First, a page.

Hope for Gypsies in Europe: The Spanish Example

At a lunch attended by twenty-seven heads of state last week in Brussels, President Nicolas Sarkozy lost his temper vociferously when the E.U. President, José Manuel Barroso, publicly said things to him about his decision to deport one thousand gypsies – now usually called Roma – from France he did not want to hear. Sarkozy’s enraged voice could be heard in the nearby council chamber. Apparently, Barroso had said the decision reminded him of Nazi deportations.

In Europe no one’s hands are clean in relation to the Roma, not least the E.U.’s, which up to now – so it is generally said – has been much too passive. Prejudice against them is ancient and almost universal. However, hundreds of academic studies and editorials and humane government programs in many countries have improved the situation considerably.

Surprisingly, the greatest progress has been made in Spain, so much so that, according to Time Magazine (September 16), the governments of Bulgaria, Slovakia, Hungary, the Czech Republic and Romania are looking to Spain for ideas to apply themselves.

The numbers are huge. Of the between 10 and 12 million Roma living in Europe, Spain has the second biggest community (after Romania), estimated at about 970,000, or around 2% of the total population. Gypsies have melded into Spanish mainstream culture – Flamenco dancing and traditional Spanish dress are both borrowed from the community. Of course that can also be said of Hungary. Liszt’s Hungarian Rhapsodies and Brahms’ Hungarian Dances are inspired by gypsy music.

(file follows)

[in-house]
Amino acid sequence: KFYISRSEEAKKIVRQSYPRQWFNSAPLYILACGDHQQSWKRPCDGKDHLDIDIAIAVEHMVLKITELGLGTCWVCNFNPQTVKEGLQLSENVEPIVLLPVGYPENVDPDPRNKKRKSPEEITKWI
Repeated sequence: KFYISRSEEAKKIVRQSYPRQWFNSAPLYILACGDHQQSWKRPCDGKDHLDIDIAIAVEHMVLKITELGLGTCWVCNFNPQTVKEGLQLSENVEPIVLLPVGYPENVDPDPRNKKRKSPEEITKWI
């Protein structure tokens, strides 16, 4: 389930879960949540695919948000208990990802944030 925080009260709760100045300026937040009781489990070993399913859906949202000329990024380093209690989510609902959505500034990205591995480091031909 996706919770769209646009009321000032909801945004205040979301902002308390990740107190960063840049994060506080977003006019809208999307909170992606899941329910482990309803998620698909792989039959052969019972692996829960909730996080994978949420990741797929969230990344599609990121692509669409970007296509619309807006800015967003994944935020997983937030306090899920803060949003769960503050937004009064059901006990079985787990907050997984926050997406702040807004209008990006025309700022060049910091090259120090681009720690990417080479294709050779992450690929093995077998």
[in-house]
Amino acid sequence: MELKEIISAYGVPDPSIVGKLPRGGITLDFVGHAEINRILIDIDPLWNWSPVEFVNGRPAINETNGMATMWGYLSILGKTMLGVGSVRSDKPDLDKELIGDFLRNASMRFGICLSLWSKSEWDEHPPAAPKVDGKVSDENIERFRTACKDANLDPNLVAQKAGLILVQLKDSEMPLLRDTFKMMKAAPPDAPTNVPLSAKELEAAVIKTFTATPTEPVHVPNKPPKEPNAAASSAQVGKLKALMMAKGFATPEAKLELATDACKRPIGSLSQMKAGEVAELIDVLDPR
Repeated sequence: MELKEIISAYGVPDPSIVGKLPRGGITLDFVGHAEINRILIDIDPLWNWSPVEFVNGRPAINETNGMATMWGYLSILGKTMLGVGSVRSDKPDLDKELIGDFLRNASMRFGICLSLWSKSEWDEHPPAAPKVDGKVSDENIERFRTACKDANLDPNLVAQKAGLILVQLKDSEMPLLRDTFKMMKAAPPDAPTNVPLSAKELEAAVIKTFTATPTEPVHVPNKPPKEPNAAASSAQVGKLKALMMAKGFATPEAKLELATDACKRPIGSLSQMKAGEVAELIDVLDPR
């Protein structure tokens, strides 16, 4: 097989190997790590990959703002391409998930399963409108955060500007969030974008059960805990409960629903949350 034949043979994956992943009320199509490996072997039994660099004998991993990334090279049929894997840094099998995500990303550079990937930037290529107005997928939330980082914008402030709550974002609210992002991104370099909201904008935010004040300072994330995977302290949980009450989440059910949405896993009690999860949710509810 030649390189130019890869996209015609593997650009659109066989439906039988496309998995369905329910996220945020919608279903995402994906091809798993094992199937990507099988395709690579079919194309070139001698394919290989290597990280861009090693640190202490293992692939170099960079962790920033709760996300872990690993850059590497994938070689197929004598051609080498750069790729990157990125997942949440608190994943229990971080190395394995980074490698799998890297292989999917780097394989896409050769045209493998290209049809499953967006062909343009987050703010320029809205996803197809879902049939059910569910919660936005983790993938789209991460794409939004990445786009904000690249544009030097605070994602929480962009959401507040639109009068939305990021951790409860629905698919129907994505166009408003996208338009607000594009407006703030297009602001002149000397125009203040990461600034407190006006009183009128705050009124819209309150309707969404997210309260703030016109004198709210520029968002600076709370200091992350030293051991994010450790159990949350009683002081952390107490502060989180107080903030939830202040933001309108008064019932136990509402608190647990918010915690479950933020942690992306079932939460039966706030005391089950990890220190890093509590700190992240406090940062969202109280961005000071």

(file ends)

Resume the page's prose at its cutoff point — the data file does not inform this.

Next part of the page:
In Spain today, only 5% of gypsies live in makeshift camps and about half of them are homeowners. Just about all gypsies in Spain have access to health care, and while no recent figures exist, at least 75% are believed to have some sort of steady income. Almost all gypsy children start elementary school (although only about 30% complete it) and more than 85% of the country’s gypsies are literate.

Spain’s two-pronged integration approach has been instrumental in achieving these results, pairing access to mainstream social services with targeted inclusion programs. For example, Roma can have access to public housing and financial aid on the condition that they send their children to schools and healthcare facilities. The Gypsy Secretariat Foundation Acceder program, moreover, which experts say is one of the best integration initiatives in Europe, takes young unemployed gypsies, teaches them technical skills and helps them earn the equivalent of a high-school degree. At the end, they are placed in jobs through a series of agreements with private companies. It’s been such a success that Romania’s National Agency for Roma is now trying to implement its own version.

Even if other E.U. countries do follow in Spain’s footsteps and learn to love their Roma, that only solves half the problem. The best way to stop countries such as France and Italy from deporting gypsies is to ensure the gypsies are happy enough at home so that they don’t need to go to France or Italy in the first place. “Spain has done much more than other old member states [to integrate Roma], but now we have to make sure that success transfers to new member states,” says Ivan Ivanov, executive director of the Brussels-based European Roma Information Office. “Then Roma migrations might stop.” Deportations are futile, he says: “The gypsies will just come back in a few months.”